Oscislowo mine

From Global Energy Monitor

The Oscislowo coal mine was a proposed project located in eastern Greater Poland Voivodeship, Poland. The developer ZE PAK cancelled the lignite mine project in September 2020.[1]


The satellite photo below shows the approximate mine location in eastern Greater Poland Voivodeship, Poland.

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The Oscislowo open-pit lignite mine is a proposed new mine located at the lignite deposit in eastern Greater Poland Voivodeship. The geological resources of Oscislowo deposit amount to over 41 million tonnes and will be used in the power stations Patnow I and II with total power output of over 1.7 GW. The main investor in the project is ZE PAK SA, a subsidiary of PAK Kopalnia Wegla Brunatnego Konin SA. The opening of the mine has been delayed, as it was initially planned to open in 2018. In order for the operations to start in 2018 as scheduled, the EIA permit was expected to be received by the end of 2016. The Regional Directorate of the Environmental Protection (EP) in Poznań officially declined to decide on the EIA permit on March 10, 2017; therefore, the company has not been able to apply for a mining concession.[2]

The company filed an appeal with the General Directorate of the EP in Warsaw, which upheld the arguments of the Regional Directorate of the EP in Poznań with a decision on November 30, 2017. However, the General Directorate sent the case to be ruled on once more by the Regional Directorate of the EP in Poznań. Both ZE PAK SA and Greenpeace Poland appealed the decision, and on April 12, 2018, the first court verdict was appealed by ZE PAK to the National Administrative Court. The last verdict of the court from October 2018 ordered the General Directorate of Environmental Protection to issue a final verdict on the Ościsłowo EIA. The decision was expected in early 2019.[2]

However, at the end of 2016, ancient tombs were discovered in the location of the planned mine, which were placed on the legally binding list of archaeological monuments on February 9, 2018, which will permanently disqualify the Ościsłowo lignite deposit from extraction.[2]


On September 23, 2020, ZE PAK published a company report detailing impairment losses on its assets which included confirmation that there will be "no exploitation of the Ościsłowo deposit". According to ZE PAK, the key factors behind the decision to abandon the investment were the the length of the decision-making process to obtain a concession for the Ościsłowo field as well as other negative external factors, in particular the rising price of CO2 emissions allowances and the European Union's increasingly ambitious 2030 greenhouse gas reduction target which was proposed by the European Commission earlier in September.[3]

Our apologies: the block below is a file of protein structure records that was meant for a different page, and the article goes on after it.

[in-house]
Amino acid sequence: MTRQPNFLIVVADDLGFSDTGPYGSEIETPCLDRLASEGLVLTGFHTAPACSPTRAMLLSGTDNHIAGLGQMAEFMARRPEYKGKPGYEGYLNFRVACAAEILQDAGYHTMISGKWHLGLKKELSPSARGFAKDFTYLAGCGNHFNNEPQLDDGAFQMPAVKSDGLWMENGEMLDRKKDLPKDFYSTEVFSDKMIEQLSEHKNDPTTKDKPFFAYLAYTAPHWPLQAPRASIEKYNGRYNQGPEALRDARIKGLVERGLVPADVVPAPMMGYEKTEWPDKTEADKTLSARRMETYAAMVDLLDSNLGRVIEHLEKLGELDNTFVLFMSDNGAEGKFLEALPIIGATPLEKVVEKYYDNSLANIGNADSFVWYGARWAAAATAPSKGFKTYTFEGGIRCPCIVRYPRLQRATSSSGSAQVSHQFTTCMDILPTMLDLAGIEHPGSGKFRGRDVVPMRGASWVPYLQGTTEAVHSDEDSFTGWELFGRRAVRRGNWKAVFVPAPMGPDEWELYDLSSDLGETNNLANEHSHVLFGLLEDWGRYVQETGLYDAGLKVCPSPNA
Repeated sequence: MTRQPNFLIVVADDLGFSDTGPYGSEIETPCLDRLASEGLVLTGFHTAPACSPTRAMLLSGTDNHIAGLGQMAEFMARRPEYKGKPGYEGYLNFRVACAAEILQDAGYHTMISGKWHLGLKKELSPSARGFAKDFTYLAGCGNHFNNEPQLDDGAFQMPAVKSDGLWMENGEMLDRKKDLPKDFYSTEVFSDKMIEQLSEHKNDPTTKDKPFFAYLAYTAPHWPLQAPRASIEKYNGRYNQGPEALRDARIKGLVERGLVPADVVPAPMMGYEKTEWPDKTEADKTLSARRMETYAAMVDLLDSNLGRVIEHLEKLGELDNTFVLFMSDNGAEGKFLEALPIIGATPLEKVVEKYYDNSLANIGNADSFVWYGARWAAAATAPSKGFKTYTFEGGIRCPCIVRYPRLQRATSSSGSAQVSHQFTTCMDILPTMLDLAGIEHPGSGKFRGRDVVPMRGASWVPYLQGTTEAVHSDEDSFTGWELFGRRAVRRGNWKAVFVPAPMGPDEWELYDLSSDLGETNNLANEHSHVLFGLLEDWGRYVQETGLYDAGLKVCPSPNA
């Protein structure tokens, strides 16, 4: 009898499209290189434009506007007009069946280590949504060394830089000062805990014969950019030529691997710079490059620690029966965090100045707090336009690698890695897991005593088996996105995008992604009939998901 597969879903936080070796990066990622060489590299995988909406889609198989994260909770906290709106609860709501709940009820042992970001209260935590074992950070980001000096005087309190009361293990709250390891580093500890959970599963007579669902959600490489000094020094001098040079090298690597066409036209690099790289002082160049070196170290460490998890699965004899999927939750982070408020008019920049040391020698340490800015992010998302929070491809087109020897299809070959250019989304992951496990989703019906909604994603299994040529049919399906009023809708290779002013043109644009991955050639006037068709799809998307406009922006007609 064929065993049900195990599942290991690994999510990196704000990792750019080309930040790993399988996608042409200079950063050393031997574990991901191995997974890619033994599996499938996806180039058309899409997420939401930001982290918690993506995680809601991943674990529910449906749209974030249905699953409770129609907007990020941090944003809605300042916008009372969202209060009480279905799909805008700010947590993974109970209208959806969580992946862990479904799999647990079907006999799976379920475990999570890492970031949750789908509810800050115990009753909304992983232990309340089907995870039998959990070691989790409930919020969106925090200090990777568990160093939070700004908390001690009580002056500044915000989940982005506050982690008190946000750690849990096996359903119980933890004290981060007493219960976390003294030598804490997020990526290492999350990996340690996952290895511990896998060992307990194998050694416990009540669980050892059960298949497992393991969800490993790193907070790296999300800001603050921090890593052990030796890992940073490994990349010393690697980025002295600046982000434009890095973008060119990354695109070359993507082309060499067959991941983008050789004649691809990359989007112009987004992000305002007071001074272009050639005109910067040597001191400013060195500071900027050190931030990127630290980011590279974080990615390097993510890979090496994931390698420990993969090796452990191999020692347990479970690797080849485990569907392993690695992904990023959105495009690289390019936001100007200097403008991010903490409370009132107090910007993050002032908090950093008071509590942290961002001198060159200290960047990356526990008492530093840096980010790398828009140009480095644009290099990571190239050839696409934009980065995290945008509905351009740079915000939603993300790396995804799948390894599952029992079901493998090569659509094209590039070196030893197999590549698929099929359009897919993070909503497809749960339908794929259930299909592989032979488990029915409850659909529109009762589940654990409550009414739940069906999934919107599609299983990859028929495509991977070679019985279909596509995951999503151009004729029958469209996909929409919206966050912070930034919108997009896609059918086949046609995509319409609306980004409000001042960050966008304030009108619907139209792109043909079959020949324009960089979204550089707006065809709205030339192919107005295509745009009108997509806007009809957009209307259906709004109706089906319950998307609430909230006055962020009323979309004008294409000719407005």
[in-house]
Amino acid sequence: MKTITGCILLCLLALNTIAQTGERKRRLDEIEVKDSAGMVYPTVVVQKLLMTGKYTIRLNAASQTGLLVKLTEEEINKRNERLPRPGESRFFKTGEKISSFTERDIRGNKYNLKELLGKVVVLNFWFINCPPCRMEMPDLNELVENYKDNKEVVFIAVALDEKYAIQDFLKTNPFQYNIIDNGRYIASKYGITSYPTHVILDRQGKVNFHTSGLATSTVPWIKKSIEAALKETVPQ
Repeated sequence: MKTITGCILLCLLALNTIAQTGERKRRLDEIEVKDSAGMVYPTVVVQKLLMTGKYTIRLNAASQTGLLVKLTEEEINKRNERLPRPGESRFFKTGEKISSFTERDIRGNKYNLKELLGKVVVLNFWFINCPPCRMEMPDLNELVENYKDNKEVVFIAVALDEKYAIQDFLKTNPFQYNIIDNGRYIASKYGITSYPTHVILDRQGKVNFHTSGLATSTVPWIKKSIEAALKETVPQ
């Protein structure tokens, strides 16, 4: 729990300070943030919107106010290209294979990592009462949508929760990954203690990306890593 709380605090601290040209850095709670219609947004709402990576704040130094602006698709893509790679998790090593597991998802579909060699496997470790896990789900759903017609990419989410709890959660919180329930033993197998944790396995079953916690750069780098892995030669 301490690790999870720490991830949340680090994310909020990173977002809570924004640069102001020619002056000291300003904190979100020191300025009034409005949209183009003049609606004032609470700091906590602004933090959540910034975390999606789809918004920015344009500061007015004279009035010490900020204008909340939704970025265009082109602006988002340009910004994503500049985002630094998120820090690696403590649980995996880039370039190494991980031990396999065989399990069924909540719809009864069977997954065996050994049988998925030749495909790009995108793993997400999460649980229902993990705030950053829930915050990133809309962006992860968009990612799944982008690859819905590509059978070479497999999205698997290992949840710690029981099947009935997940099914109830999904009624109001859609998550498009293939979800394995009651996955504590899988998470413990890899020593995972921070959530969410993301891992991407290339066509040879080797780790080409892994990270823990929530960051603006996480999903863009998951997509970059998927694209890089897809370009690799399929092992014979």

Commenting on the cancellation, Anna Meres from Greenpeace Poland said, "It is an important day for the climate and a huge success for the local community, farmers and non-governmental organisations such as Greenpeace and the Foundation 'Development Yes Open-Pit Mines NO' which have been fighting for years to abandon this harmful investment. This decision shows that pressure makes sense and that coal investments have no future. We hope that similar decisions will also be made with regard to other open-cast mines, such as the extraction of lignite from the Zloczew mine planned by Polska Grupa Energetyczna."

Project Details

  • Owner: ZE PAK SA
  • Parent Company: PAK Kopalnia Wegla Brunatnego Konin SA
  • Location: eastern Greater Poland Voivodeship, Poland
  • GPS coordinates: 52.4475098,18.2423783 (approximate)
  • Mine status: Cancelled
  • Start year:
  • Mineable reserves: 41 million tonnes
  • Coal type: lignite
  • Mine size:
  • Mine type: Surface
  • Production:
  • Additional proposed production:
  • Equipment: Open pit Mining
  • Number of employees:

Articles and resources


  1. "Success of residents and environmental organizations - ZE PAK gives up the Ościsłowo opencast mine, Greenpeace Poland press release, Sep. 24, 2020
  2. 2.0 2.1 2.2 Oscislowo open-pit lignite mine, BankTrack, accessed October 2019.
  3. ZE PAK Report No. 45/2020, ZE PAK, Sep 23, 2020.

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